(Reuters) - A stretch of the Ohio River near Paducah, Kentucky, was closed to shipping traffic after a barge tow ran aground in the receding waters, halting shipments of commodities such as grain and coal for at least the fourth time since September.
The U.S. Army Corps of Engineers said it had closed the nearly 90-year-old Lock and Dam 52 on Wednesday, and a backup of 32 towboats hauling 312 barges had assembled by midday on Thursday.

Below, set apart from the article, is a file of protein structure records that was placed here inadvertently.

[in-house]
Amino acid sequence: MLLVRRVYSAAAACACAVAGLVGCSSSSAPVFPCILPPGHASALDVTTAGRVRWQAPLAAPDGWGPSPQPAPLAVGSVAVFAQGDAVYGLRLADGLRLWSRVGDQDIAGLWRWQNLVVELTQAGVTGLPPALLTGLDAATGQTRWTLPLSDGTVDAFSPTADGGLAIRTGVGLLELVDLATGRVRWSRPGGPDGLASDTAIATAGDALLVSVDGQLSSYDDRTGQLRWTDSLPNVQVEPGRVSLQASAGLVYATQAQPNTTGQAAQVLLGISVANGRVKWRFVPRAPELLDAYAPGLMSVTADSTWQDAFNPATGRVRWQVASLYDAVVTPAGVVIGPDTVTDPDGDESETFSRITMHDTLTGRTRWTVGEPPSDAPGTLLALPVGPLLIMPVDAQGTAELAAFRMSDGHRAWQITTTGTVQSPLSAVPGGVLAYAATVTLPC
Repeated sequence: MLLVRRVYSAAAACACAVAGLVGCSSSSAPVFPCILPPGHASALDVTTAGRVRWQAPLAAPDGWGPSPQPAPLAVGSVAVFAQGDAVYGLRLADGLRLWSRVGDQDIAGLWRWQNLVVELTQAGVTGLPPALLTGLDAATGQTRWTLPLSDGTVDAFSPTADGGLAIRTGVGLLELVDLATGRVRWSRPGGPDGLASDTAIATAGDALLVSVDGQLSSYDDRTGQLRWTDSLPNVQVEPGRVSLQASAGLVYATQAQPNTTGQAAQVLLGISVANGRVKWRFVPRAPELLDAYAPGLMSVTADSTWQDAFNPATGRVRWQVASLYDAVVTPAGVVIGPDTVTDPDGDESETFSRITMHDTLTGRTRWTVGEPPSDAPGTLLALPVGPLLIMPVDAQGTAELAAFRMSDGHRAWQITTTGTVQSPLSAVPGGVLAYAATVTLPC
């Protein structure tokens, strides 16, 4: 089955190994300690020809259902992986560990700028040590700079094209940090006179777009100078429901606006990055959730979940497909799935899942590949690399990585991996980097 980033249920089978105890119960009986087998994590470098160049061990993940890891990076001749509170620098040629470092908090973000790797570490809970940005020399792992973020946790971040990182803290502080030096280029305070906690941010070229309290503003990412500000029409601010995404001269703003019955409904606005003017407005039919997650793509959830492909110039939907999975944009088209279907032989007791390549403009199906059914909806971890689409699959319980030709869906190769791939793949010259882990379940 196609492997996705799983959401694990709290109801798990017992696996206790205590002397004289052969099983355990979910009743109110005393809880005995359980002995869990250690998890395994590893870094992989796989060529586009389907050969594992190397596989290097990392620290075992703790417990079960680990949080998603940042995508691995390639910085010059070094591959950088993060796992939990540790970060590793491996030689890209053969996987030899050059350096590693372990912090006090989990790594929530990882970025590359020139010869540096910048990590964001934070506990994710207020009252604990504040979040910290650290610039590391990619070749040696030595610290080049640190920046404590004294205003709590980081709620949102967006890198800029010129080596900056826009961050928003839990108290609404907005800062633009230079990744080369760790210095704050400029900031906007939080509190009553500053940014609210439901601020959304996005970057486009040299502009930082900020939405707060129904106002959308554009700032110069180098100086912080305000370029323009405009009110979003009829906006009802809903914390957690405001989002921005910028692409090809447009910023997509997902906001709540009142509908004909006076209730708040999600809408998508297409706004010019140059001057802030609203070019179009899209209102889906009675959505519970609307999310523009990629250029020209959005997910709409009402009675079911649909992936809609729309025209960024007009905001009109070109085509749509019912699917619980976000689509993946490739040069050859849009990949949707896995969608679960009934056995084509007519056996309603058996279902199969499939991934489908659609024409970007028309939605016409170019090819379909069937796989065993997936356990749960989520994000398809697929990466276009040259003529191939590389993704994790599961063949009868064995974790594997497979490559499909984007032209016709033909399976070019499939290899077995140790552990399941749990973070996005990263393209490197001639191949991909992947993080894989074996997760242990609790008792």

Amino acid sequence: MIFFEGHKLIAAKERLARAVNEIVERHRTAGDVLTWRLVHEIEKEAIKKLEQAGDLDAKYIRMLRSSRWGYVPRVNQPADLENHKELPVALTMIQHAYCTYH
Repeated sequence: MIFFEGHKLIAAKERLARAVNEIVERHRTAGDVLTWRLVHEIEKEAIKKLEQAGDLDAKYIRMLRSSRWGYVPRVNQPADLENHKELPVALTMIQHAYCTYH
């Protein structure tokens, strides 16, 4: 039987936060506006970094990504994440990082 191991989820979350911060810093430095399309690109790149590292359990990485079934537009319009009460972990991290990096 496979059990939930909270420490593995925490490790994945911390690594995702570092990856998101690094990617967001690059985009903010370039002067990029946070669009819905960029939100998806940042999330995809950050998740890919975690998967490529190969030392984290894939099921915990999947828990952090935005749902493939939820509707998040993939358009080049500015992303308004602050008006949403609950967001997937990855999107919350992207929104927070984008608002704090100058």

The area was the site of the worst river traffic jam in decades this autumn after closures caused by a malfunctioning dam triggered a backup of boats that at one time stretched more than 50 miles.
The latest river closure is expected to last into the weekend as crews remove the grounded vessel and raise the dam’s wooden wickets to allow the pool of water upriver to rise, Army Corps spokeswoman Carol Labashosky said.
Once the dam is raised and the water pool is sufficiently high, vessels will be allowed to use the lock chamber to pass through the area, she said.
Reporting by Karl Plume in Chicago; Editing by Andrew Hay and Lisa Von Ahn